An unlikely diet has become surprisingly popular over the last few months. It’s called the “carnivore diet” and its followers eat meat–and only meat. No vegetables, fruits or grains are permitted on this diet–just meal after meal of meat.
While most of us can’t imagine following such a restrictive eating plan, many of the diet’s followers claim it has had dramatic, positive effects on their health.
Controversial author and college professor, Jordan Peterson, appeared on Joe Rogan’s popular podcast in July 2018 and claimed the carnivore diet cured him, and his daughter, of numerous long-time ailments, including his depression.
Peterson’s daughter, Mikhaila Peterson, says the carnivore diet caused the remission of her “severe arthritis (multiple joints replaced), chronic fatigue, depression and a plethora of other symptoms” and has a website devoted to publicizing the diet.
Carnivore adherents even have the opportunity to attend the first ever Carnivore Conference in Boulder, Colorado on March 7th, 2019 which promises “a day of leading edge talks on the science of plant-free diets!”
A look at Google search volume for the term “carnivore diet” using the Google Trends tool, shows little interest in the diet until early last year, when it began to increase dramatically.
Interest peaked last July, corresponding with Peterson’s appearance on Rogan’s podcast, but still remains far above previous levels.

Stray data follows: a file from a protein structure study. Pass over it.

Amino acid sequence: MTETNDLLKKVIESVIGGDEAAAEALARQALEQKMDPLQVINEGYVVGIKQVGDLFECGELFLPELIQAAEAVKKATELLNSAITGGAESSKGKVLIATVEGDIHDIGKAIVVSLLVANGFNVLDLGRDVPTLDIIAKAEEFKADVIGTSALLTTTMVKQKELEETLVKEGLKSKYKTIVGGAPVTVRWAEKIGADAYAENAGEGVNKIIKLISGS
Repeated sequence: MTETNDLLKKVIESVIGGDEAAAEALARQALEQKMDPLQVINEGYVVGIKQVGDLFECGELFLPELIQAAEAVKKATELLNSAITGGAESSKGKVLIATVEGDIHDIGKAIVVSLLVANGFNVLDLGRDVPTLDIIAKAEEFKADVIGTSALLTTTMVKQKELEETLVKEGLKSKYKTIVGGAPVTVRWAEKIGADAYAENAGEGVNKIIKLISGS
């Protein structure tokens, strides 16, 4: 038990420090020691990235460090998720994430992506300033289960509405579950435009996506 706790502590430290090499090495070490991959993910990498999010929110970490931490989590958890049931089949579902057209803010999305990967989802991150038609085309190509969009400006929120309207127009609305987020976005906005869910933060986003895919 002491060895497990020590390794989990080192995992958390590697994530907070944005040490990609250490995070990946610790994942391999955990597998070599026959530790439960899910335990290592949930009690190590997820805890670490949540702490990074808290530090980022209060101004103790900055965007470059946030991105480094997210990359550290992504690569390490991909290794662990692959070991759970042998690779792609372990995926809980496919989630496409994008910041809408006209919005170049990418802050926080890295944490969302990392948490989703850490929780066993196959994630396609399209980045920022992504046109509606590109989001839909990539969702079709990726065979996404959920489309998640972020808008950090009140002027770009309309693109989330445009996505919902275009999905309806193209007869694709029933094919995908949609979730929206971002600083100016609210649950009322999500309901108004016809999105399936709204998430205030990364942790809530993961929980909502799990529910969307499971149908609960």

Why Only Meat?
There’s no one single reason why carnivore dieters eat only meat, but the most common are:
Is the Carnivore Diet Ketogenic?
The ketogenic diet (“keto” for short) seeks to induce a state of ketosis in the dieter by restricting the amount of carbohydrates consumed. This restriction forces the body to utilize fatty acids instead of glucose and creates ketone bodies which are then used for fuel throughout the body.
The traditional keto diet is high in fat, low in carbohydrates and recommends consuming only a moderate amount of protein. There are no restrictions on keto for eating vegetables, fruits, grains, nuts and seeds, as long as total carbohydrates don’t exceed the individual’s threshold for maintaining ketosis.
The carnivore diet, however, is a very high protein diet which may include a moderate amount of fat (depending on the cut of meats included) and virtually zero carbohydrates.
While the balance of fats, carbohydrates and protein that a carnivore consumes may differ greatly from someone following the standard ketogenic diet, the two diets do share the feature of restricting carbohydrates. It’s this carbohydrate restriction that triggers ketosis, so the carnivore diet is considered ketogenic.
Is the Carnivore Diet Healthy and Sustainable?
Can a person obtain all the nutrition they require and be healthy while only consuming meat?
For those of us that grew up with the USDA’s food pyramid and being told to eat a “balanced diet,” we would assume the answer would be “no.” However, carnivores disagree. They claim that it is possible to get all the nutrients-the vitamins, minerals, everything the human body needs-from meat alone.
What does science say about the topic? As with most things diet related, there’s no clear-cut verdict on the health aspects of eating a meat-only diet. And given the relative obscurity of the diet, there have yet been no large-scale studies of carnivore dieters.
Since the carnivore diet has gained much of its popularity within the last 12 months, most followers have been on the diet for a relatively short time. It remains to be seen how many are willing and able to follow their meat-only diet for the long term.
Is carnivore a sustainable, viable diet alternative or a fad that will die out as quickly as it grew? Only time will give us the answer.